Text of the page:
Nuclear power in Germany? Not even for an idea, indeed yes. :: Blog on Today

Counterorder: in Germany two nuclear power plants, of the three still active, will remain in operation even after 31 December, the deadline set for the country’s definitive exit from atomic energy. The communication arrived yesterday directly from the minister of the economy, the green Robert Habeck. Months thrown to invoke studies, analyzes, reports, insights. Until a few days ago, the minister ensured that, despite everything, the country could do without the latest power plants. And just a few weeks ago at a press conference Habeck presented a solution that is not very creative to define: two rectors would have been turned off, one disconnected from the network but kept active, to face any emergencies. And the unexpected seems to have arrived: it seems that France still has problems with its nuclear power plants and may not be in a position to ensure the agreed energy contribution. Therefore, two reactors, those in the South, will be kept in operation until April next year. It is maligned that the one in the North-West, in Lower Saxony, will be shut down because there will be local elections soon (9 October) and Habeck does not want problems with his electorate.

Thus, the French problems become German. For real? So for over seven months there has been a war in the East, the Federal Government has promoted and supports initiatives and sanctions against its main energy supplier, Habeck himself has been traveling around the world for months looking for alternative solutions and now, at the end September, would the problem be France? Frankly, the minister’s choice cannot fail to appear incomprehensible: for months many have repeated that the three reactors had to be kept in operation. And not for ideological fury or to question the timing of exit from nuclear power: if we have little energy, it is good to conserve, immediately, all the sources available. No one is asking to build new plants, which would not bring any useful results for the next ten years. But what sense does it make to turn off the remaining three during the worst energy crisis in recent years? And yesterday’s communication, “We had a constructive conversation with the plant management”, after months of back and forth, can’t help but make you smile, so as not to cry.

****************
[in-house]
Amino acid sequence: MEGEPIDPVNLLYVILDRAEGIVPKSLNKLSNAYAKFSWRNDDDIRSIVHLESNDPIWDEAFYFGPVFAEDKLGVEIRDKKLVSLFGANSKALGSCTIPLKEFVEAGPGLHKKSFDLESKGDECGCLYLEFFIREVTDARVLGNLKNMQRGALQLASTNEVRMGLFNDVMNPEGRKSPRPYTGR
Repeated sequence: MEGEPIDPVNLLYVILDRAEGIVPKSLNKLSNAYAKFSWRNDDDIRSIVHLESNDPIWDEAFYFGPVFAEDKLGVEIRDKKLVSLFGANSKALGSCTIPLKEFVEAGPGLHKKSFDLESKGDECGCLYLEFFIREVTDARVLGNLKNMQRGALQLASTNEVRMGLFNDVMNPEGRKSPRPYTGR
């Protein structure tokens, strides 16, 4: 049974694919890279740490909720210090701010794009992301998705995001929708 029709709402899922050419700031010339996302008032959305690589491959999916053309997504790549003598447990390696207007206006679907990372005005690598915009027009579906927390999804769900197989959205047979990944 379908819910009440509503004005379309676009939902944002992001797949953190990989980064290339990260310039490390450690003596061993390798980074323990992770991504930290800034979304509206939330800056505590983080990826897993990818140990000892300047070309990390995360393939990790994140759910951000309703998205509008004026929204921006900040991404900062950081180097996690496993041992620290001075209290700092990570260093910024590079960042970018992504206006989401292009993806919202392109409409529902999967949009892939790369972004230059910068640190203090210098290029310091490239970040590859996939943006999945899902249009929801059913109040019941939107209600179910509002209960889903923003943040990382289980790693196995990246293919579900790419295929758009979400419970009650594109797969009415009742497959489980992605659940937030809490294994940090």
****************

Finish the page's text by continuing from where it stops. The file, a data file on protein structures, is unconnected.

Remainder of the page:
Habeck has clearly made at least two mistakes. First he promised to study the matter with the experts. He has indicated commissions for studies, analyzes, reports. Of course, the matter is complicated and the question needs to be investigated. Two weeks ago he presented the studies on the strength of the electricity system: as already mentioned, according to the minister, Germany could do it even without the three reactors. “Nice find,” someone murmured. But if there is a crisis in the supply of energy, if prices go up, wouldn’t it be better to keep them running anyway? Here is the first mistake: instead of immediately neutralizing the ideological clash and admitting that a few more months of operation for the three nuclear power plants would have no negative impact on the environment or on the future government policy, Habeck did what usually German politicians. In other words, delegate the decision to (apparently) technical bodies. And, underneath it, slowly try to get the idea of ​​him through. The game did not succeed and indeed for months it has been under crossfire: the question has now become a way to settle the score in the same governing coalition.

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And here we come to the second mistake, which Habeck shares with Lindner, the liberal finance minister. Faced with a crisis like this, the coalition is called to review its program. To give oneself new priorities. The impression is that in Berlin they are firm on the coalition pact of November 2021, written and signed in a completely different world. It is simply a lack of common sense to believe that in today’s world, that of Putin’s war on Ukraine, three four, even one more year of operation of the three nuclear reactors will change the country’s goal of becoming a totally climate neutral economy by 2040. And the discussions between Habeck and Lindner are a signal: they are fighting over everything from nuclear to roof to gas, which Lindner has opposed for weeks and should now be approved. Indeed, according to the evil ones, it is the bargaining chip that Lindner pays to keep the three plants running. The government seems to lack the awareness that the new challenge requires a different political culture.

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